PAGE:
Discussion in 'Amps and Cabs' started by neastguy, Sep 8, 2008.
for the amp? thanks...
16 ohms would be safer. Running an amp through a speaker that has an impedence that is LOWER than what the amp is looking for will damage your output transformer. Using a speaker that has a HIGHER impedance than what the amp is looking will result in reduced output (volume), but not damage to the amp.
thanks.. good to know..
How can you make that comment (or any comment) when you don't know what amp we're taliking about here? I luv the internet
Absolutely. The output impedence of the amp is the critical bit of info missing here!!!
Because amps typically are looking for a speaker load of either 16, 8, or 4 ohms. Thus, the safest would be a 16 ohm speaker to avoid frying the output transformer.
I'm assuming, of course, that the speaker chosen has a POWER handling that is equal to or superior to the power rating of the amp. If it's lower, the risk of blowing the speaker would be higher.
The safest would be matching the impedance of the speaker to the impedance of the amp.
Winner! That's like asking which gas is safer to run in a car, 93 octane, 87 octane, or deisel and that's it. You kinda need the critical information being the type of car for my analogy. Replace the type of car with type of amp and it fits here.
For a tube amp that is wrong, an impedance higher than the amp is designed for is more likely to damage the output transformer than an impedance lower than it was designed for, due to high flyback voltage that is amplified in the output transformer to levels high enough to arc thru the insulation on the windings.
As others noted above, the safest is the correct impedance to match the amp design. But if you're considering a mismatch and which is more likely to cause damage, it is the high impedance that is more dangerous for the amp. A low impedance will only damage the output transformer if the transformer is seriously underrated for the application, which should not be very common. Tubes will only flow x amount of current, there are limits to how much current they can flow. A decent output transformer should be able to handle the max current of the tubes no problem.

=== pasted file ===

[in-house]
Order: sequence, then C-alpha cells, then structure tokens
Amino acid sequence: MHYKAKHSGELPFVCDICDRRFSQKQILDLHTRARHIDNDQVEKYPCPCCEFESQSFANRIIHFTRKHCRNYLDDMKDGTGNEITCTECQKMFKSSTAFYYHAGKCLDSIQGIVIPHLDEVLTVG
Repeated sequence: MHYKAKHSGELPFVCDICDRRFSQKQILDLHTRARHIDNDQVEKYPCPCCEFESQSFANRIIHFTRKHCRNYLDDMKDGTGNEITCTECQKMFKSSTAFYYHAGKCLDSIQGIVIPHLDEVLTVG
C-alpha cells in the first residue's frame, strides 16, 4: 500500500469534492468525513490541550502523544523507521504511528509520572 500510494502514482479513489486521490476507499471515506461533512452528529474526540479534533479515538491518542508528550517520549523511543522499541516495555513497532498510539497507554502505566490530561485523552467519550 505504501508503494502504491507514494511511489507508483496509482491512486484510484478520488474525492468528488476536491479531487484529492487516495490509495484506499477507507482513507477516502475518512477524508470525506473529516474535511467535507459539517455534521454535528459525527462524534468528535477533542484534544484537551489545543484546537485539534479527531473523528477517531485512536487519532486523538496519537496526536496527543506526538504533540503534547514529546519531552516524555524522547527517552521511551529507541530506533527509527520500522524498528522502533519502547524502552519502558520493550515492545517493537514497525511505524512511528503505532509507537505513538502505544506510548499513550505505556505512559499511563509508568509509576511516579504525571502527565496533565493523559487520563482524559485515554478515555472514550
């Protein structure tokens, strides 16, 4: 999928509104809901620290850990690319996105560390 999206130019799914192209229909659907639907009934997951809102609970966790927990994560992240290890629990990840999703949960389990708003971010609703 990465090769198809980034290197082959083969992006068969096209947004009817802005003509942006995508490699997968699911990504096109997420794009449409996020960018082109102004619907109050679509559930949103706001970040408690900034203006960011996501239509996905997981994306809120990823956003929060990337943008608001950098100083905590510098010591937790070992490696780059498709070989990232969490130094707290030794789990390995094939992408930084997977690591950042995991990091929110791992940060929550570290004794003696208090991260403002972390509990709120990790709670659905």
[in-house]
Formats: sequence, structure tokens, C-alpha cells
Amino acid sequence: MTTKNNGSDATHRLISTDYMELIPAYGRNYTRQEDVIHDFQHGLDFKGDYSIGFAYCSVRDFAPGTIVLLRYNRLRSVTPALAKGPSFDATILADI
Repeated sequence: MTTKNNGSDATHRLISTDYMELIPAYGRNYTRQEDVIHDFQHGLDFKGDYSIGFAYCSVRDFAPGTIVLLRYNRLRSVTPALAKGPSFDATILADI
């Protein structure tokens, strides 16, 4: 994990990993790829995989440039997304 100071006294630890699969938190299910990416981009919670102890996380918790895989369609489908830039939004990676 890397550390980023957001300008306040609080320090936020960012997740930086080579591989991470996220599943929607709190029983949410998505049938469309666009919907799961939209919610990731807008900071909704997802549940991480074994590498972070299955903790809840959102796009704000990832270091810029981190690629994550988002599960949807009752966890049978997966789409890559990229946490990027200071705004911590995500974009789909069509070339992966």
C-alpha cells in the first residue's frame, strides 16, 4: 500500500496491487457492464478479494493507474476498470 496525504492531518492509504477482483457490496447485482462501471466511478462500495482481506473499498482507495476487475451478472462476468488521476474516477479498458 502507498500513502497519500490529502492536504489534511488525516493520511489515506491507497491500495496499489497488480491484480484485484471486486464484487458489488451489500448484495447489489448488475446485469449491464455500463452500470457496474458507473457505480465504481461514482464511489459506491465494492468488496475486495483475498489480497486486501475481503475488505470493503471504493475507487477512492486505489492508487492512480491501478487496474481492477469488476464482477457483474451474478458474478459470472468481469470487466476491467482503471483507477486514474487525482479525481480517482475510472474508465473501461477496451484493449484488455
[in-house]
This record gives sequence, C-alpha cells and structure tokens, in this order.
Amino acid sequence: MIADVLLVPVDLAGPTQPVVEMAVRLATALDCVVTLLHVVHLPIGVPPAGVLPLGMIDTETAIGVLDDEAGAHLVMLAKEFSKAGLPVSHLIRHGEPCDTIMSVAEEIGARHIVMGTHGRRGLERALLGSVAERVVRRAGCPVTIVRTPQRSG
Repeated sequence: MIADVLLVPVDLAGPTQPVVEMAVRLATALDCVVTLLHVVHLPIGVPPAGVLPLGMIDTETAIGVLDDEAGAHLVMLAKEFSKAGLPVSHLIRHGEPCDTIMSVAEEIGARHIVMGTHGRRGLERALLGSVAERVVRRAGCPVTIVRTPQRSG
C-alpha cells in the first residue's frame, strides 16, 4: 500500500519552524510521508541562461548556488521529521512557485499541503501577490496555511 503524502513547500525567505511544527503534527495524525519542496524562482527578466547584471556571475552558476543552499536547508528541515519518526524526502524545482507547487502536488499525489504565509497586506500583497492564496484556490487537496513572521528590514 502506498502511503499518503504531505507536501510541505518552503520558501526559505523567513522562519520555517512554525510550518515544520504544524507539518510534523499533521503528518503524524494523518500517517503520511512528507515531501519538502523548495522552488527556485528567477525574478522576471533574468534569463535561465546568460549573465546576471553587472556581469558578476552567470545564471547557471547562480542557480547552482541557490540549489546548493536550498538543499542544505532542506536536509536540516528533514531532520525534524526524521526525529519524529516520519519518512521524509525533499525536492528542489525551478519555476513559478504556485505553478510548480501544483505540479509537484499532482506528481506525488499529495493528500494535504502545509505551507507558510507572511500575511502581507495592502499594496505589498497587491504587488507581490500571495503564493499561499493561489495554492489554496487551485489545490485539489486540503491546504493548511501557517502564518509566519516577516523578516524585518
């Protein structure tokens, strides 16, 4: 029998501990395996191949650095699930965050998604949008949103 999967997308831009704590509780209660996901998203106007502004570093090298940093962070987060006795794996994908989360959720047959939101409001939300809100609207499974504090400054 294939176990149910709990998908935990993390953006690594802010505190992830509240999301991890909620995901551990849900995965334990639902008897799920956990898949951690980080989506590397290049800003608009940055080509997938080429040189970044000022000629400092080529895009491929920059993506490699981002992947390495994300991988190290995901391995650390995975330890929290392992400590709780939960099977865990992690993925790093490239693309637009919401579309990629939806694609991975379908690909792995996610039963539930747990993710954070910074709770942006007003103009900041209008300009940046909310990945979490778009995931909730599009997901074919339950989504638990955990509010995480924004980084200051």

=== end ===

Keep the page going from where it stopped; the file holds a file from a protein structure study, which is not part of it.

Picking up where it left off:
Now with a solid state amp the opposite is true, in that case a higher impedance load is safer. But when we're talking tubes, it's the exact opposite.
ok say I have a Tiny Terror.. and currently the temp speaker cab I'm using does not show the ohm on the speaker 1x12... but its all I have until I get a replacement .. if I have a choice of 8 or 16... what should I choose? or will I fry something..
Yeah, lower impedance will cause the power tubes to get overtaxed. If you tax them too hard you'll likely start blowing power tubes, but power tubes are much cheaper, easier to replace, and not as devaluing to the amp as replacing the OT, so typically if you HAVE to run a mismatched impedance you go lower vs. higher on a tube amp. Seriously though, consult the manual for the amp and match the speaker impedance. There's no reason to go shopping for a new speaker and not get one with the correct ohm rating.
So you have an unmarked speaker and you're looking for what setting you should set the impedance selector in the back of the amp? Get your VO meter and measure the speaker.
u guys are high tech
Find a friend who knows a little about electricity and has a multimeter. Have them measure the resistance of the speaker by placing the test leads on each of the speaker leads. The resistance measured on the meter will generally be about 1 ohm less than the speaker's impedance rating. Round up.
You should get 4, 8, or 16 ohms.
Unhook the speaker first or you'll get a way funny reading Ask me how I know.
This is not high tech, this is minimum of what you should know to use and care for a tube amp.
Get yourself one of these:
Disconnect the leads from the speaker, set the meter to read resistance/ohms, touch the test probes to each terminal on the speaker and read the meter. The DC resistance you read will be less than the rated impedance of the speaker.